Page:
Wikijunior:Solar System/Uranus

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Uranus, the seventh planet from the Sun, was discovered by William Herschel on March 13, 1781.[1]

Uranus as seen from Voyager 2
Uranus symbol.ant.png Uranus Facts:
  • Uranus's rings look white in pictures, but they are really made of asphalt-colored material.
  • When it was first discovered, Uranus was mistaken for a star. It was named "34 Tauri".
  • Uranus rotates on its side It is the only planet to do so.

How big is Uranus?[edit]

Comparison of the size of Uranus and the Earth

Uranus is 51,118 kilometers or about four Earths wide. It is the third widest and fourth heaviest planet in the Solar System.

What is the surface of Uranus like?[edit]

Uranus does not have a surface that you could stand on without going deep into the atmosphere. Under the atmosphere, there may be an even mixture of rock and ice.[2]

What are the rings around Uranus like?[edit]

Uranus has eleven rings. They are dark in colour and very hard to see. They were discovered by accident in 1977. Scientists were studying a bright star near Uranus. However, the star's light was blocked before and after it disappeared behind Uranus. From this, they figured out that Uranus has a ring system.[3]

What are its moons like?[edit]

Uranus's rings and moons

Uranus has 27 known moons, which places it third in the Solar System for number of moons. The five main ones are Miranda, Ariel, Umbriel, Titania and Oberon.[4]

Miranda[edit]

Miranda is the smallest and closest of Uranus's major moons. It is mainly made of ice and rock. Miranda's surface has grooves, cliffs, and valleys. The moon was named after a character in The Tempest, a play by Shakespeare.[5]

Ariel[edit]

Ariel is made of rock and ice. Ariel has many valleys, but not many craters. Ariel was named after a character in the poem The Rape of the Lock by Alexander Pope. Ariel is also a spirit in The Tempest by Shakespeare.[6]

Umbriel[edit]

Umbriel is made of lots of ices and some rock. It is also the darkest of Uranus's major moons. Umbriel was named after a character in the poem The Rape of the Lock by Alexander Pope.[7]

Titania[edit]

Titania is the largest moon of Uranus. It is mostly ice and rock. The surface is covered with canyons. It was named after the Queen of the Fairies in A Midsummer's Night Dream, a play by Shakespeare.[8]

The Solar System

Introduction
Our Solar System
The Sun
Mercury
Venus
Earth
Moon
Mars
Asteroid belt
Jupiter
Saturn
Uranus
Neptune
Pluto
Comets
Kuiper Belt
Oort Cloud
Glossary
Test

Oberon[edit]

Oberon is the outermost of the major moons of Uranus. It is made of the same things as Titania. It has many craters. Some of them have white rays around them and dark crater floors. It was named after the King of the Fairies in A Midsummer's Night Dream.[9]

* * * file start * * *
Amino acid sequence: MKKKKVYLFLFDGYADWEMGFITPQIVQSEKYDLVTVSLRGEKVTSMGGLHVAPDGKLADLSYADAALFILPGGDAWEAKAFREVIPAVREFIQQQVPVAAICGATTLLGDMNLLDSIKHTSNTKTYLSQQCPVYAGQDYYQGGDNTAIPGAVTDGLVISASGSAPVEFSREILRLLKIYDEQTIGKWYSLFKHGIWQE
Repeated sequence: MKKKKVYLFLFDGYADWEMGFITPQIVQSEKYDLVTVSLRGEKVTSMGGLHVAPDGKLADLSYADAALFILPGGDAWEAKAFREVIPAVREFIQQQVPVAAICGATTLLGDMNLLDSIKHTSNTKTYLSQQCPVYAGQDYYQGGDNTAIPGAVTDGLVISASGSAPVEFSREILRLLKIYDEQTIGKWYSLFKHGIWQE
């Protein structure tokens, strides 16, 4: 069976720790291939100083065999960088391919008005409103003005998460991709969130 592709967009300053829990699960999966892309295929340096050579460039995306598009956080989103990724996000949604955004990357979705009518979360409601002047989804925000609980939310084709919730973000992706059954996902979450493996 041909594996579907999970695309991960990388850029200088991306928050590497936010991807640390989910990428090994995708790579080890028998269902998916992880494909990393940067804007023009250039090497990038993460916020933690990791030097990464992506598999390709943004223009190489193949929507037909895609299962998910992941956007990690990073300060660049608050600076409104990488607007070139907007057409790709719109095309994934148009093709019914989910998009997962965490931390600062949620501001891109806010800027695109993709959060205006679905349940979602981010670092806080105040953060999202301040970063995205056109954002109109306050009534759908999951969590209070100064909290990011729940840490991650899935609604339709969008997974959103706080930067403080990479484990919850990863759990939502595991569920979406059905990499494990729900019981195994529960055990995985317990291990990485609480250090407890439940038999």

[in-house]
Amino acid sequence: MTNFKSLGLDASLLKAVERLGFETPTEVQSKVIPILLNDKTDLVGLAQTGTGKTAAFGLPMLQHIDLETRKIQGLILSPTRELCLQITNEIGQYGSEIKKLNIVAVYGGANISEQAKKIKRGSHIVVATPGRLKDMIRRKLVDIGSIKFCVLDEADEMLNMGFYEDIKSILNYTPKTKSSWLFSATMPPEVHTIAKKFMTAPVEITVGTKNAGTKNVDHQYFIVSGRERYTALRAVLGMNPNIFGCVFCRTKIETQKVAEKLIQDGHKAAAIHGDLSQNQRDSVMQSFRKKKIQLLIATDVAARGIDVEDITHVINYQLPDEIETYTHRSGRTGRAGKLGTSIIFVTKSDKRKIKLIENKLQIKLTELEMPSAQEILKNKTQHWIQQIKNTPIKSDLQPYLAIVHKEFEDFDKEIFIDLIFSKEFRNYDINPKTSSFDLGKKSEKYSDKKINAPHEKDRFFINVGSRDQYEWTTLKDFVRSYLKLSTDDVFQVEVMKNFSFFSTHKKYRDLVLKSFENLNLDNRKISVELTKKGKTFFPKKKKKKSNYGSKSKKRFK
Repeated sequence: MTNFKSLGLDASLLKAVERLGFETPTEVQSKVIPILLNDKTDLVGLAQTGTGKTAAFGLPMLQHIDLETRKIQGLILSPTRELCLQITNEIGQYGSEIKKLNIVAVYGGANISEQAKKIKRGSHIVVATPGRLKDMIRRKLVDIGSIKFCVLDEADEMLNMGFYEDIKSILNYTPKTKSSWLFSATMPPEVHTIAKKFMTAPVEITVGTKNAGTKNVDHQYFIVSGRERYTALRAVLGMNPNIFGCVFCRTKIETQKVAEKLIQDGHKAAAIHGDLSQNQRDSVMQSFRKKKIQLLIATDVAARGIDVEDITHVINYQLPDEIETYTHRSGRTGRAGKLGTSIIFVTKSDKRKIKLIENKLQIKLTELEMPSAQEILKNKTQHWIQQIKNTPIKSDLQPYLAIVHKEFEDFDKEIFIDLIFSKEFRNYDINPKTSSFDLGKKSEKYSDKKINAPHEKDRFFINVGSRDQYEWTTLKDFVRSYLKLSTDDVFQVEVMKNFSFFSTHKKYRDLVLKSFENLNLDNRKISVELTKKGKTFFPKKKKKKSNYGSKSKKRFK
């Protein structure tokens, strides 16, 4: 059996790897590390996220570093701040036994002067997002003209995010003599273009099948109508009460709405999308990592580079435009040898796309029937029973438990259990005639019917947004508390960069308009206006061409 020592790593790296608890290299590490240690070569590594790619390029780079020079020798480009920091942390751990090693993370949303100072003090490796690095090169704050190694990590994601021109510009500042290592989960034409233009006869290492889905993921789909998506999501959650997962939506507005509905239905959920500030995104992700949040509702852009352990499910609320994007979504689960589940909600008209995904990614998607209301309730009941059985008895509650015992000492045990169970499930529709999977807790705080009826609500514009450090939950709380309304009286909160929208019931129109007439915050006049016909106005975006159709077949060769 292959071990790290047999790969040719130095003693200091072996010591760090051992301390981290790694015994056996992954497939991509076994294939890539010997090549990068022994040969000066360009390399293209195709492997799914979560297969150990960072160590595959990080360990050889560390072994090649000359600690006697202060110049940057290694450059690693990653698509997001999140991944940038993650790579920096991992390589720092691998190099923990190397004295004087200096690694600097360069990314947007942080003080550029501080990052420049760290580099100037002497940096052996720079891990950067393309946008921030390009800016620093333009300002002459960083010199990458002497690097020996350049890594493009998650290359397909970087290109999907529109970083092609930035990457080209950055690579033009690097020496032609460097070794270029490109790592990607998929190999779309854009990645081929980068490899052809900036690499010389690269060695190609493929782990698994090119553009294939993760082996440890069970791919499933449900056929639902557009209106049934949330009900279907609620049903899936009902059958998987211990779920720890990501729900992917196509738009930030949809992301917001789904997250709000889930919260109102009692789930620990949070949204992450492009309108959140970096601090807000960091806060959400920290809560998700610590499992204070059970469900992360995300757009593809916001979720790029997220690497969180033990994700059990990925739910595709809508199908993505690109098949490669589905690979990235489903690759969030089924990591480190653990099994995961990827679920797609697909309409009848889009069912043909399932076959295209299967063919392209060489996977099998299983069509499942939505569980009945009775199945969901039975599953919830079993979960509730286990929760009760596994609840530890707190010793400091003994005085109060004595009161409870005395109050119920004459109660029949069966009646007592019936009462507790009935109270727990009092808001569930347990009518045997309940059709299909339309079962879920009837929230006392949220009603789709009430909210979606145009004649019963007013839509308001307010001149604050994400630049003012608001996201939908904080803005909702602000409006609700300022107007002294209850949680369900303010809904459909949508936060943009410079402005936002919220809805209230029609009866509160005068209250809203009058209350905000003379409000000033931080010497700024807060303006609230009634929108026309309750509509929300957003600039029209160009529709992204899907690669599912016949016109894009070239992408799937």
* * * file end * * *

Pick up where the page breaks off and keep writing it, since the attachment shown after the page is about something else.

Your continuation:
Other Moons[edit]

There are 13 tiny moons known to be orbiting Uranus inside Miranda's orbit. Nine more tiny moons are known to be in big orbits beyond Oberon's orbit.[10]

How long is a day on Uranus?[edit]

One day on Uranus is about 17.24 Earth hours long. Uranus spins on its side, maybe because of a big impact early in the history of the Solar System.[11]

How long is a year on Uranus?[edit]

One year on Uranus would be 30,708 days or 84 years on Earth.[12]

What is Uranus made of?[edit]

Unlike Jupiter and Saturn, Uranus is thought to be made mostly of rock and ice. The gases in its atmosphere are 83% hydrogen, 15% helium, and 2% methane. Other gases found in smaller amounts are ammonia, water, and methane.[13] Uranus' blue color comes from methane clouds, which absorb red light and reflect blue light.[14]

How much would Uranus's gravity pull on me?[edit]

If you were floating close to the cloud tops of Uranus, you would be pulled down with a force about 89% of Earth's gravity.[15]

Who is Uranus named after?[edit]

Uranus was named after Ouranos, the Greek name for the sky. Ouranos was the ancient Greek deity of the heavens, the earliest supreme God. According to Greek mythology, Ouranos was the husband and son of Gaia, Mother Earth.[16]

Next Topic: Neptune

References[edit]

  1. http://www.nineplanets.org/uranus.html
  2. http://www.solarviews.com/eng/uranus.htm; http://www.nineplanets.org/uranus.html
  3. http://www.solarsystem.org.uk/uranus/
  4. http://nssdc.gsfc.nasa.gov/planetary/factsheet/index.html; http://www.nineplanets.org/uranus.html
  5. http://www.nineplanets.org/miranda.html; http://www.bbc.co.uk/science/space/solarsystem/uranus/miranda.shtml
  6. http://www.nineplanets.org/ariel.html; http://www.bbc.co.uk/science/space/solarsystem/uranus/ariel.shtml
  7. http://www.nineplanets.org/umbriel.html; http://www.bbc.co.uk/science/space/solarsystem/uranus/umbriel.shtml
  8. http://www.nineplanets.org/titania.html; http://www.bbc.co.uk/science/space/solarsystem/uranus/titania.shtml
  9. http://www.nineplanets.org/oberon.html; http://www.bbc.co.uk/science/space/solarsystem/uranus/oberon.shtml
  10. http://nssdc.gsfc.nasa.gov/planetary/factsheet/uraniansatfact.html
  11. Gierasch, Peter J., and Philip D. Nicholson. "Uranus." World Book Online Reference Center. 2004. World Book, Inc. http://www.worldbookonline.com/wb/Article?id=ar577720; http://www.nasa.gov/worldbook/uranus_worldbook.html
  12. Gierasch, Peter J., and Philip D. Nicholson. "Uranus." World Book Online Reference Center. 2004. World Book, Inc. http://www.worldbookonline.com/wb/Article?id=ar577720; http://www.nasa.gov/worldbook/uranus_worldbook.html
  13. http://www.nineplanets.org/uranus.html; http://www.solarviews.com/eng/uranus.htm
  14. http://www.solarviews.com/eng/uranus.htm
  15. Gierasch, Peter J., and Philip D. Nicholson. "Uranus." World Book Online Reference Center. 2004. World Book, Inc. http://www.worldbookonline.com/wb/Article?id=ar577720; http://www.nasa.gov/worldbook/uranus_worldbook.html
  16. http://www.nineplanets.org/uranus.html